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Cold snaps and snapper
  |  First Published: April 2012



Who would believe that it’s almost time to start looking for our Winter woollies? Fortunately we are not quite there and we can still look forward to some warm weather, but not for very much longer.

I call this month the mini-Winter because we often experience the first cold snap in April and it brings on a flurry of winter species while it lasts.

When this cold snap happens – if it happens – the snapper offshore will bite really well and the bream will do the same in the rivers.

It usually fines up shortly after and these fish tend to disappear again until the Winter patterns set in properly.

If you are on the water around this time, whether in the river or offshore, you can experience some really good fishing using a variety of techniques.

Some really big bream are in the river around April and the walls around the mouth can produce fish to a kilo. Deep-diving minnows, soft plastics and metal vibes will produce some good fish.

Keeping the lures close to the bottom around the coffee rock ledges and the whitewater around the seaway walls is the key to getting the bite.

Bait fishers should fish around the tide changes with whole or live herring with as light a weight as possible.

Some local anglers have the river mouth well worked out and you will see them walking along the bank following their baits as they drift along at the start of the rising or falling tide.

These guys account for some cracking bream each year and are well worth keeping an eye on as to when the fish start to show up in numbers.

April can be a bit of a transitional month on the Tweed and is usually when that change to Winter starts to be felt.

The good thing about this is that the Summer species on the inshore grounds, like mackerel, wahoo, tuna and the odd mahi-mahi, are still lingering while the Winter species like snapper, pearl perch, trag and kingfish start to show up.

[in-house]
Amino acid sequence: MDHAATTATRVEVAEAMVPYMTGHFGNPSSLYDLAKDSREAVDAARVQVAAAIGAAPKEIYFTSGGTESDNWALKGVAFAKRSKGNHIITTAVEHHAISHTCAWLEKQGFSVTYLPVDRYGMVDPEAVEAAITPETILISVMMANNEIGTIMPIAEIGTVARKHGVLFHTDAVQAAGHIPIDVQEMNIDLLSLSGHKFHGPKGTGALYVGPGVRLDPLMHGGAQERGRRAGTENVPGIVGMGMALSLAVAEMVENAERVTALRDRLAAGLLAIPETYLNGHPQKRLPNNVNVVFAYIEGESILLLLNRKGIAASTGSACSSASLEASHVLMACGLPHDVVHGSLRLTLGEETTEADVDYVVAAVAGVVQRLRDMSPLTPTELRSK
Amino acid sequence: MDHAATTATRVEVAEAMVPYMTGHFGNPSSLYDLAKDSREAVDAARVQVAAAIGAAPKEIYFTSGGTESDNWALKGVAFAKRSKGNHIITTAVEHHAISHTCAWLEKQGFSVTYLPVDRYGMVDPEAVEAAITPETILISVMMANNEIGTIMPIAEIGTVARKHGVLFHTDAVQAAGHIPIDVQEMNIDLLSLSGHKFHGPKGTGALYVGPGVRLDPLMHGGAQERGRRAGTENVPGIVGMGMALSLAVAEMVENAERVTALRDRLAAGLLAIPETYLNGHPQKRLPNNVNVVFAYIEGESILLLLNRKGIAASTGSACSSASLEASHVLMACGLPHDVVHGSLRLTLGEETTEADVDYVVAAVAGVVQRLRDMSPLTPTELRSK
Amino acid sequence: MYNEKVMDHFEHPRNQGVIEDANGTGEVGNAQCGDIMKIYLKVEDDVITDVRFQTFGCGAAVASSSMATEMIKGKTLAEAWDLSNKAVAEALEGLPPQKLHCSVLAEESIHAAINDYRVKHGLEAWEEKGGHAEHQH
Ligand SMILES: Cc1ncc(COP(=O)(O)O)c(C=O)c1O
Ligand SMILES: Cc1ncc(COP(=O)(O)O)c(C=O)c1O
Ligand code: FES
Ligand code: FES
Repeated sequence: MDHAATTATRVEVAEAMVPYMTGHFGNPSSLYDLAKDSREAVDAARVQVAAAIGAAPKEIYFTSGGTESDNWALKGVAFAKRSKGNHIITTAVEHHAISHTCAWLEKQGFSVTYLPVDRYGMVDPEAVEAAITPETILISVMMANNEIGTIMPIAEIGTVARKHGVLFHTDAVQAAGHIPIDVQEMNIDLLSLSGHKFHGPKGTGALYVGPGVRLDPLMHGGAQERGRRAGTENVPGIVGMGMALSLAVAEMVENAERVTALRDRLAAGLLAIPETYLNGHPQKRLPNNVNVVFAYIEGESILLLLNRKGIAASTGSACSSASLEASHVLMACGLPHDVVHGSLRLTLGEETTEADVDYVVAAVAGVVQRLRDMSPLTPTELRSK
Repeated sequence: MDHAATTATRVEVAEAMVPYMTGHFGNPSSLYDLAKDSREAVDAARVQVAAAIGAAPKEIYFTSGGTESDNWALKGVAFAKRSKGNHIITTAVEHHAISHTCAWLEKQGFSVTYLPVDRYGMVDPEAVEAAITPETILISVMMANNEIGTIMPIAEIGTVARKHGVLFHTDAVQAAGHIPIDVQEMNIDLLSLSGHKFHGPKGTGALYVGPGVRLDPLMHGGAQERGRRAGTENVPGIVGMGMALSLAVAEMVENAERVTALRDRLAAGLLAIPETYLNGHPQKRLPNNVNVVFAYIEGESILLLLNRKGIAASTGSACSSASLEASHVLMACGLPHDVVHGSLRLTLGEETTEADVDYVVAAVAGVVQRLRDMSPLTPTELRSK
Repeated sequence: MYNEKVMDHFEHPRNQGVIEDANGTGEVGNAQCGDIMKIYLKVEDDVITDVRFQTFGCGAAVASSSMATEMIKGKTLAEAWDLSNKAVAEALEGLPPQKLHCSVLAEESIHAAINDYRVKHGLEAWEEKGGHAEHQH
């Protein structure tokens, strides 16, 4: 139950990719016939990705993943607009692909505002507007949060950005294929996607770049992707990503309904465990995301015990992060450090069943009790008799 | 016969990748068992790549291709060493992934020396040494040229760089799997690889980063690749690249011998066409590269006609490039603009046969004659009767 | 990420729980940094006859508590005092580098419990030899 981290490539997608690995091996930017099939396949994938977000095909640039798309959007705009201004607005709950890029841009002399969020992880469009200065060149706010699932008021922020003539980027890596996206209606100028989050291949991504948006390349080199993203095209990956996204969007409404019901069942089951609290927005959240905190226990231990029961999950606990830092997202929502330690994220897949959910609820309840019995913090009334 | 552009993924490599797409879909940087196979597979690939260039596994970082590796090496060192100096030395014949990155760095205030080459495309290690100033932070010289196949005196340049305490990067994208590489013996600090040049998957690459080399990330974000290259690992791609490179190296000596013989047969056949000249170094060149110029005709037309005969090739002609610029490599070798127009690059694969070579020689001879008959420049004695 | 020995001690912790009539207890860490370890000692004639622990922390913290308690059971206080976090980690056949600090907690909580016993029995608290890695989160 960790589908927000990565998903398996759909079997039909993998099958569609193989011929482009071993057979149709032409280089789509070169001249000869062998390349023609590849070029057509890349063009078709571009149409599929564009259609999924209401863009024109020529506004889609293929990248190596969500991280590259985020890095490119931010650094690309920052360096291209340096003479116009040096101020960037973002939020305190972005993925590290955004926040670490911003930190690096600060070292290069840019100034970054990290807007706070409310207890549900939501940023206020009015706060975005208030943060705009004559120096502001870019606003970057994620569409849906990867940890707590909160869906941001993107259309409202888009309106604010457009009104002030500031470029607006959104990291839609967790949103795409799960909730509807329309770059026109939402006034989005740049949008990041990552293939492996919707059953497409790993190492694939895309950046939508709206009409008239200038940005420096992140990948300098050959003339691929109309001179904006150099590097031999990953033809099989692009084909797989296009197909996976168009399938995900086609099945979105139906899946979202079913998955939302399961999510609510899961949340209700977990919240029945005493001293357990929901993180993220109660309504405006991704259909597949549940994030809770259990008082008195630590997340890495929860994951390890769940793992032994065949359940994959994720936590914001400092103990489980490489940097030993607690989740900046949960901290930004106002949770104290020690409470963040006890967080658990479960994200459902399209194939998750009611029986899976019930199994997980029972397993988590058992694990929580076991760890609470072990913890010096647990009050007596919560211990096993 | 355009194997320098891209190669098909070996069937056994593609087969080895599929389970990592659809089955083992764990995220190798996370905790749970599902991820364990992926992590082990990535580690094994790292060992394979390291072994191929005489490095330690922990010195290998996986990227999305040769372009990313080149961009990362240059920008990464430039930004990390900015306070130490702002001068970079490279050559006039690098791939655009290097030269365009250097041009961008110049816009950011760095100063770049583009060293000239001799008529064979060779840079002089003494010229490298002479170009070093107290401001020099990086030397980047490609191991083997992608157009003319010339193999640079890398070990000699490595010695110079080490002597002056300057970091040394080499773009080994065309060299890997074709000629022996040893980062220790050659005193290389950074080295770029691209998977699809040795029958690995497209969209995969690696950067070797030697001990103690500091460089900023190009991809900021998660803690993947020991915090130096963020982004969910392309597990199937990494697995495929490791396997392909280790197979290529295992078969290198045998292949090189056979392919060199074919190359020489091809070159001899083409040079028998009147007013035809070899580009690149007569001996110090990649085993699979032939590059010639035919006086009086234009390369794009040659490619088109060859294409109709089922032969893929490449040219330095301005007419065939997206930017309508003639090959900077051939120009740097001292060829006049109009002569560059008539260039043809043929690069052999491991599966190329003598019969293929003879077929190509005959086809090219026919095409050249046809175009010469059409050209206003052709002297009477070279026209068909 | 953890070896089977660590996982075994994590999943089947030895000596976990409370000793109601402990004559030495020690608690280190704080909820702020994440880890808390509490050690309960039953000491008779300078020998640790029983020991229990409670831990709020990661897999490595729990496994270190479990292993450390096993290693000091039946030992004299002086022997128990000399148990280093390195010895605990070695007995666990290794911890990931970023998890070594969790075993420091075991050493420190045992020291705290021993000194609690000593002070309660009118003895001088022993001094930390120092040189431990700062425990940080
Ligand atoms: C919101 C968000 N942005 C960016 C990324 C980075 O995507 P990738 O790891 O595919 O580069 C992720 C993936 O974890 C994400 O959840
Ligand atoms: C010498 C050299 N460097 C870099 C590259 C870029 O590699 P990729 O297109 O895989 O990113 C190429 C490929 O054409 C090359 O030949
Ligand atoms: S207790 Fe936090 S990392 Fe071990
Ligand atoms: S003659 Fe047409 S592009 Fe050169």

The grounds out from the 50-fathom line will still hold good numbers of blue marlin and the odd striped marlin will show up as the water begins to cool.

BLUES FEST

The blue marlin season this year has certainly made up for the absence of the black marlin over the Christmas period.

On our best day on charter out on the shelf on board RU4REEL we released three blues between 115kg and 200kg and jumped off another. It has truly been a season to remember and we can expect more of the same this month with the odd striped marlin joining in on the action.

These blue marlin are truly apex predators and watching one rip 400m of line from a reel before you can get the other rods in is quite an experience.

This cooling trend as Winter starts to put its feelers out is generally what fires up the Summer species of fish and gets them chewing.

They sense that the warm times are drawing to a close and it’s time to move to warmer climes. They need to feed to fuel their annual trek up the coast and usually get stuck into just about anything that appears edible.

April is one of the best months for wahoo and big Spanish mackerel and the inshore reefs around the Tweed and down to Windara Bank are the places to be looking for them.

Trolling lures like Halco Laser Pros or hex-head skirts fairly quickly is the preferred technique.

Plenty of mackerel tuna also show up around April and can be good fun to catch. They are not the best eating fish but make for good sport on light outfits.

Unfortunately large sharks follow them and they can cost you a few lures during a hot tuna bite. Some sharks will grab your tuna shortly after the hook-up and make light work of your tackle.

The upper reaches should start to produce some bass as they slowly make their way out to the main river for spawning. The water clarity has been pretty ordinary over the past few months, making the fishing tough, but if the rain holds off this should improve.

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